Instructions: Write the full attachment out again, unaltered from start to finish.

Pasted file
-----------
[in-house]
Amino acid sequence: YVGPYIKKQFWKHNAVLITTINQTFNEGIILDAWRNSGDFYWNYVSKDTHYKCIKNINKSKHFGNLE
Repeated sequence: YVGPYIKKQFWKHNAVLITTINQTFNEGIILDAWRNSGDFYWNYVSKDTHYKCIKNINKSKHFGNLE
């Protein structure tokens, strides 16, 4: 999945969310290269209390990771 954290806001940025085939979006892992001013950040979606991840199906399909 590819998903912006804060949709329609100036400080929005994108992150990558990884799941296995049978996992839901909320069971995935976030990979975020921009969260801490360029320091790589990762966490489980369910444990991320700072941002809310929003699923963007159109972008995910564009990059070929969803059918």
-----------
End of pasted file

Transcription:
[in-house]
Amino acid sequence: YVGPYIKKQFWKHNAVLITTINQTFNEGIILDAWRNSGDFYWNYVSKDTHYKCIKNINKSKHFGNLE
Repeated sequence: YVGPYIKKQFWKHNAVLITTINQTFNEGIILDAWRNSGDFYWNYVSKDTHYKCIKNINKSKHFGNLE
């Protein structure tokens, strides 16, 4: 999945969310290269209390990771 954290806001940025085939979006892992001013950040979606991840199906399909 590819998903912006804060949709329609100036400080929005994108992150990558990884799941296995049978996992839901909320069971995935976030990979975020921009969260801490360029320091790589990762966490489980369910444990991320700072941002809310929003699923963007159109972008995910564009990059070929969803059918």